Which brings me to what the Herald Press statement says to me. If Yoder was still alive and had been found guilty, a responsible publisher would pull the books no matter how good his ideas are. But the decision for Herald Press to continue to publish Yoder’s books with a disclaimer communicates to me that in this life, he got away with his sin – and gets to have the final, published word. Character is disconnected from message, which is a textbook description of hypocrisy.

What do you think? Should publishers continue to print the books of those who’ve confessed to sin (as Yoder did at the end of his life) or been caught red-handed in the act? Does a disclaimer make a difference?



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  • kreyne

    If there is an easy case for deciding that an author’s character disqualifies his or her books from Christian publication, the sin of sexual abuse is probably it. Of course, any lesser (or less repugnant) sins become more difficult to discern. Does marital unfaithfulness or divorce disqualify one? How about financial transgressions? Or, most sticky for our context, does slave ownership disqualify an author for Christian publication?

    As a Christian thinker I can’t imagine the world without the writings of John Howard Yoder; knowing his work is essential for understanding 20th- and 21st-century Western Christian theology. It seems somehow a small crime of a different sort to keep the public from reading his books. Likewise, slave-owning Jonathan Edwards or head-chopping John Calvin?

    You raised a good, thorny issue and I think I’ll be mulling it over for a while, but at this point I can’t conclude that pulling the books from the shelf is the best decision.

    • I agree. I think to me what this says is that all are sinners, regardless of their spiritual writings or leadership. Almost any historic writer has some reason to object to.

      I think the difference in alive writers caught in sin is an attempt at resturation. I think it is appropriate for someone to have their books pulled and/or step away from publishing. In order to be healed and restored (and make appropriate amends to those sinned against.) For Yoder there is not resturation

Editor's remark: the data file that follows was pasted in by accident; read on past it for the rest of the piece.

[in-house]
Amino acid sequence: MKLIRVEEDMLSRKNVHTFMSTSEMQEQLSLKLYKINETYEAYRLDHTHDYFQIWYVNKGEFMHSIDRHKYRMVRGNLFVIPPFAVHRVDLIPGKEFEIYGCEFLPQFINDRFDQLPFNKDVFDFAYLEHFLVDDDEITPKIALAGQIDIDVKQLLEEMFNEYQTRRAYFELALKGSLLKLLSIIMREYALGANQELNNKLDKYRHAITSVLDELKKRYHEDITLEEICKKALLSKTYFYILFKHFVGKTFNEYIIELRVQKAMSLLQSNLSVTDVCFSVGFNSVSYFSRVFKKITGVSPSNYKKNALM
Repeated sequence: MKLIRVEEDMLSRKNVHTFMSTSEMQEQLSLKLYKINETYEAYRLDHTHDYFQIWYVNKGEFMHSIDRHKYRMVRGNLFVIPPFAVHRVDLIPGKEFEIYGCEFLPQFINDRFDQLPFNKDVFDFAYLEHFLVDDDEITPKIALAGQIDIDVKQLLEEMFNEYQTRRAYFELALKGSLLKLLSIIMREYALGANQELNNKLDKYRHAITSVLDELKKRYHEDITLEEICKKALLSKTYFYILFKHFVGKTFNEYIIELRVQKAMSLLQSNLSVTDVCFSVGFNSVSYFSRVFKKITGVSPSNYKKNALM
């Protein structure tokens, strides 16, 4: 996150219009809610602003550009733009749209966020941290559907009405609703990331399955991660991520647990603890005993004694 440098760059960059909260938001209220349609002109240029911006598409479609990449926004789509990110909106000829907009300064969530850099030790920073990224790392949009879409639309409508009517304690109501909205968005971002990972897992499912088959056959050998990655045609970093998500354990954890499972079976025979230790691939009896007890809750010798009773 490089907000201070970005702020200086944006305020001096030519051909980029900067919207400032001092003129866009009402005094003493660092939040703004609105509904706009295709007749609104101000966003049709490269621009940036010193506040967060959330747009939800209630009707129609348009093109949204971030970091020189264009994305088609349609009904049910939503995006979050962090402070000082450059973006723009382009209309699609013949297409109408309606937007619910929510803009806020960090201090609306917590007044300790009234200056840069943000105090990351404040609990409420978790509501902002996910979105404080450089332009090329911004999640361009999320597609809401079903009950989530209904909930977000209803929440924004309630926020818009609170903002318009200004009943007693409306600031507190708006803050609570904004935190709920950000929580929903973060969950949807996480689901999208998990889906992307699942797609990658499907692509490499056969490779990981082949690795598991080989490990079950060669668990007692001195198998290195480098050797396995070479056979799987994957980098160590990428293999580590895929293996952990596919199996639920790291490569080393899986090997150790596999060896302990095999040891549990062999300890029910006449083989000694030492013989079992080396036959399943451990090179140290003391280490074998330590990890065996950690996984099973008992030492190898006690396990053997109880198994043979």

• Michelle Van Loon

    I agree that pulling a living author’s books is supposed to have something to do with restoration, at least in theory. And yes, almost every great author has been subject to character flaws, as kreyne noted. I’ll admit that I can’t handle reading much Luther because his anti-Semitic words echo in my head.

    The point at which an author’s character and message diverge is the point where readers need to “stick” for a while and do some critical thinking. This, perhaps, is the lesson we need to bring to the recent furor about Driscoll’s alleged plagiarism, as well as to the work of men like Yoder.

  • Tim

    For both Yoder and Driscoll, the problem I see is that pastors who attain some sort of celebrity status start acting less pastoral and more like celebrities Rules end up being for the little people. It’s sad. As for the publisher, I think the disclaimer is the right way to go. That way those of us who want to avoid the books are fully informed and can drop them like hot potatoes.

  • Scott Irenaeus Watson

    So, are we going to excise the Davidic Psalms from the Psalter because King David was an adulterer and muderer? I’ve never seen a disclaimer in any Bible about David in an introduction to the Psalms. Yoder’s thought will stand or fall on its own. He, like all of us, will stand before the judgment seat of Christ for an accounting of his life. Nuff said.

    • The Bible does include a detailed account of David’s adultery and murder in 2 Samuel, though, noting “The thing David had done displeased the Lord,” in case that wasn’t obvious.